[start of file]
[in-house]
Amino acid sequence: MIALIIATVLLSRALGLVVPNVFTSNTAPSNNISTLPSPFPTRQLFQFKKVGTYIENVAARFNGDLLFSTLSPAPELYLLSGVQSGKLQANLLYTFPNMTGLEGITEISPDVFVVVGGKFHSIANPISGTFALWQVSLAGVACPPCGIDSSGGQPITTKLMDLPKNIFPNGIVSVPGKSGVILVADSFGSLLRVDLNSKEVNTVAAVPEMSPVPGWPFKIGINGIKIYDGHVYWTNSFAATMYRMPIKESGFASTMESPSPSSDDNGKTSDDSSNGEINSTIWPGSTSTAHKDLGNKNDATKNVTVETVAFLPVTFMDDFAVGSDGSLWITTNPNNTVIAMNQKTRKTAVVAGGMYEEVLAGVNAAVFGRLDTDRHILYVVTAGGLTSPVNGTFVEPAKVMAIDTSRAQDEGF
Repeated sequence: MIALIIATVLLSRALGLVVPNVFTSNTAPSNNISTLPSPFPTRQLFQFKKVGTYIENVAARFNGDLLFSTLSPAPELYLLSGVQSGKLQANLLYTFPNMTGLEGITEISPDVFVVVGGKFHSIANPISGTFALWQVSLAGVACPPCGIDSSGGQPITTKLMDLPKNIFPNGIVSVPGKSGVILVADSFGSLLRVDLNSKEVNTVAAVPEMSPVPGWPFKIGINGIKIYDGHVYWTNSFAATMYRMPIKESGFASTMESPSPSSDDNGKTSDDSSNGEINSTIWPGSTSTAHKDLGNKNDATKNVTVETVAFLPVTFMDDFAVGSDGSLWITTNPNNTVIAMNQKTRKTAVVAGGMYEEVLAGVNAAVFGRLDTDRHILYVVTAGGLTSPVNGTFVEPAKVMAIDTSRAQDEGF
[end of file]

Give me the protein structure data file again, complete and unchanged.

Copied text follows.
[in-house]
Amino acid sequence: MIALIIATVLLSRALGLVVPNVFTSNTAPSNNISTLPSPFPTRQLFQFKKVGTYIENVAARFNGDLLFSTLSPAPELYLLSGVQSGKLQANLLYTFPNMTGLEGITEISPDVFVVVGGKFHSIANPISGTFALWQVSLAGVACPPCGIDSSGGQPITTKLMDLPKNIFPNGIVSVPGKSGVILVADSFGSLLRVDLNSKEVNTVAAVPEMSPVPGWPFKIGINGIKIYDGHVYWTNSFAATMYRMPIKESGFASTMESPSPSSDDNGKTSDDSSNGEINSTIWPGSTSTAHKDLGNKNDATKNVTVETVAFLPVTFMDDFAVGSDGSLWITTNPNNTVIAMNQKTRKTAVVAGGMYEEVLAGVNAAVFGRLDTDRHILYVVTAGGLTSPVNGTFVEPAKVMAIDTSRAQDEGF
Repeated sequence: MIALIIATVLLSRALGLVVPNVFTSNTAPSNNISTLPSPFPTRQLFQFKKVGTYIENVAARFNGDLLFSTLSPAPELYLLSGVQSGKLQANLLYTFPNMTGLEGITEISPDVFVVVGGKFHSIANPISGTFALWQVSLAGVACPPCGIDSSGGQPITTKLMDLPKNIFPNGIVSVPGKSGVILVADSFGSLLRVDLNSKEVNTVAAVPEMSPVPGWPFKIGINGIKIYDGHVYWTNSFAATMYRMPIKESGFASTMESPSPSSDDNGKTSDDSSNGEINSTIWPGSTSTAHKDLGNKNDATKNVTVETVAFLPVTFMDDFAVGSDGSLWITTNPNNTVIAMNQKTRKTAVVAGGMYEEVLAGVNAAVFGRLDTDRHILYVVTAGGLTSPVNGTFVEPAKVMAIDTSRAQDEGF